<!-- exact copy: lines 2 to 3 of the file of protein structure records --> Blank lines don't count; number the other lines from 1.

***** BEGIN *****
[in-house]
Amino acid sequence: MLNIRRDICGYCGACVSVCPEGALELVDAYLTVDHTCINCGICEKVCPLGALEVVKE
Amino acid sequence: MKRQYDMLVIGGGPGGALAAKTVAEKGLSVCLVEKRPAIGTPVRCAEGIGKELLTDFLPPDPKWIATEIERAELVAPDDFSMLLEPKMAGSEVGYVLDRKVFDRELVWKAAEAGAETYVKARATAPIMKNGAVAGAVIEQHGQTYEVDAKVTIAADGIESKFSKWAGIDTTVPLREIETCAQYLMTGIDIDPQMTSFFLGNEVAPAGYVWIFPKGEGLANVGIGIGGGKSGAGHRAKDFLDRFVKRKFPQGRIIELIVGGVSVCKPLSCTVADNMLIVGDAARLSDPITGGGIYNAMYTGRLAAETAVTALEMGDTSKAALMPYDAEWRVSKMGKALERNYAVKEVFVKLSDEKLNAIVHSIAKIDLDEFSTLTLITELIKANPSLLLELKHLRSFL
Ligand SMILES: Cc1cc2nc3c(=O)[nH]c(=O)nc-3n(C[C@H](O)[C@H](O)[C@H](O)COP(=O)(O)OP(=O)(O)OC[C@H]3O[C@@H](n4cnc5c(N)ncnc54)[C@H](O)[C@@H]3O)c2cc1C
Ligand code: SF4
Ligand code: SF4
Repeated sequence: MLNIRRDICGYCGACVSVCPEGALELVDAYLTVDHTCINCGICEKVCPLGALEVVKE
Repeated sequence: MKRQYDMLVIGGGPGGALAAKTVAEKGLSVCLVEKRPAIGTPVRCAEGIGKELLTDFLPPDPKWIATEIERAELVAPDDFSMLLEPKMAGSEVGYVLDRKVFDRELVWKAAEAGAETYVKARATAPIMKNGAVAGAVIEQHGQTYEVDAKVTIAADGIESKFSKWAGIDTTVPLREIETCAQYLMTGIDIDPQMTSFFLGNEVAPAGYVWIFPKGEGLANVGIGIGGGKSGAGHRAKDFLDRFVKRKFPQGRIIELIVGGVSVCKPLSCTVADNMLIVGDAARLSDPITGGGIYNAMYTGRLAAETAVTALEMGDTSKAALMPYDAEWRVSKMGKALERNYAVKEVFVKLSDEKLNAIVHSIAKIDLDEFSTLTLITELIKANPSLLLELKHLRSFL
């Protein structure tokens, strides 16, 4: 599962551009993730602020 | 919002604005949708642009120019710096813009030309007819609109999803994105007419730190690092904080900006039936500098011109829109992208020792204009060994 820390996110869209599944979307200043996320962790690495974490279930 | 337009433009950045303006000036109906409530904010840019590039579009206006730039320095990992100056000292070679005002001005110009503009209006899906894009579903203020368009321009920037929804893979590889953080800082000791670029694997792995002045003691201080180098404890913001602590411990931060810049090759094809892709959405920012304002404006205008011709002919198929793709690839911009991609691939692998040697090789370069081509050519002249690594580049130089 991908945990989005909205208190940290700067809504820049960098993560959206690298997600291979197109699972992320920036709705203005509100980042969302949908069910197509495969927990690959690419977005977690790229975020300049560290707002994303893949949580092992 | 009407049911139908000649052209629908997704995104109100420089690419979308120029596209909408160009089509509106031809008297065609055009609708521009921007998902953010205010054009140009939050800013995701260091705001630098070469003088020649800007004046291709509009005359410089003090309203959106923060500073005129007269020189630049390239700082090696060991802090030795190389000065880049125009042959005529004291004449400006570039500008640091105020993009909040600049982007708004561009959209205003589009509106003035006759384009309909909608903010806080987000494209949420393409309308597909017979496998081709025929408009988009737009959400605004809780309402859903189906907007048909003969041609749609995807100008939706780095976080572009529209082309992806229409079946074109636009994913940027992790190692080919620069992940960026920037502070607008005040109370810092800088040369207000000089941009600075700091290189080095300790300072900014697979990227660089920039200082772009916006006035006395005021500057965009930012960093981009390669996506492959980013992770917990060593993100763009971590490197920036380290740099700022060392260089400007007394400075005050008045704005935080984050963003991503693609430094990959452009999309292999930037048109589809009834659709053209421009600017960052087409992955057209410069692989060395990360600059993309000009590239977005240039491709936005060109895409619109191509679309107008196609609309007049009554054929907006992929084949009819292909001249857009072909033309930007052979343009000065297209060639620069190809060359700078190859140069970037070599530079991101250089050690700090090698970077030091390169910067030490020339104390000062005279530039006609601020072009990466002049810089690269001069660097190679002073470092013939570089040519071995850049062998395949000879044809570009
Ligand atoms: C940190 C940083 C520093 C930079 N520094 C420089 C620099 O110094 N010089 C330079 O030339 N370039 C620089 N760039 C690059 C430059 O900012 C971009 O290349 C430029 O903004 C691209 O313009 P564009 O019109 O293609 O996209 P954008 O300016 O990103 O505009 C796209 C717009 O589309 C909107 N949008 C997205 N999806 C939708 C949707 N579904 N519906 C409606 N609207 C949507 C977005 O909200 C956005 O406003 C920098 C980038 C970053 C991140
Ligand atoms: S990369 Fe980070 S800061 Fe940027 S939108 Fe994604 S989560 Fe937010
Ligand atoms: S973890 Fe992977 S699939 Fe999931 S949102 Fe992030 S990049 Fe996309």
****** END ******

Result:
Amino acid sequence: MLNIRRDICGYCGACVSVCPEGALELVDAYLTVDHTCINCGICEKVCPLGALEVVKE
Amino acid sequence: MKRQYDMLVIGGGPGGALAAKTVAEKGLSVCLVEKRPAIGTPVRCAEGIGKELLTDFLPPDPKWIATEIERAELVAPDDFSMLLEPKMAGSEVGYVLDRKVFDRELVWKAAEAGAETYVKARATAPIMKNGAVAGAVIEQHGQTYEVDAKVTIAADGIESKFSKWAGIDTTVPLREIETCAQYLMTGIDIDPQMTSFFLGNEVAPAGYVWIFPKGEGLANVGIGIGGGKSGAGHRAKDFLDRFVKRKFPQGRIIELIVGGVSVCKPLSCTVADNMLIVGDAARLSDPITGGGIYNAMYTGRLAAETAVTALEMGDTSKAALMPYDAEWRVSKMGKALERNYAVKEVFVKLSDEKLNAIVHSIAKIDLDEFSTLTLITELIKANPSLLLELKHLRSFL